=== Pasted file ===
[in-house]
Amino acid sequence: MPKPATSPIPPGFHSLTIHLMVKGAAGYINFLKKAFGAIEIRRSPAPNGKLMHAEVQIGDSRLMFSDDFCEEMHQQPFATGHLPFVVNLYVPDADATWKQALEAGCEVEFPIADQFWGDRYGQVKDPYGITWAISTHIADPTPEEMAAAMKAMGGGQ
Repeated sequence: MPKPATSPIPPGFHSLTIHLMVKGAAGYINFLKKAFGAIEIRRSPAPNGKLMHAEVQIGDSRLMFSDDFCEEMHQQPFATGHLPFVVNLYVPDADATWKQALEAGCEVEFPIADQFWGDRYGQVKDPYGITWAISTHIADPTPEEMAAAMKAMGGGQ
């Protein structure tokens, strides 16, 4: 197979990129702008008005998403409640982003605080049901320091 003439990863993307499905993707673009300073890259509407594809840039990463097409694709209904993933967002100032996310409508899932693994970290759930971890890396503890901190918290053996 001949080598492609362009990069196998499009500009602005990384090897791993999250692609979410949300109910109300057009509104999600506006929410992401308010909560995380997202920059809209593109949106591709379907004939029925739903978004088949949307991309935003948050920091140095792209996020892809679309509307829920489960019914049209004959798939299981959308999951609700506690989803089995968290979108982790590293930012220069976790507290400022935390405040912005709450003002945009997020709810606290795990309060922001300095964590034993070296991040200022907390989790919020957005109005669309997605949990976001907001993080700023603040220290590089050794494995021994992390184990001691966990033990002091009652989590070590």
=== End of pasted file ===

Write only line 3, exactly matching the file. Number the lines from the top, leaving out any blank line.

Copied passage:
Repeated sequence: MPKPATSPIPPGFHSLTIHLMVKGAAGYINFLKKAFGAIEIRRSPAPNGKLMHAEVQIGDSRLMFSDDFCEEMHQQPFATGHLPFVVNLYVPDADATWKQALEAGCEVEFPIADQFWGDRYGQVKDPYGITWAISTHIADPTPEEMAAAMKAMGGGQ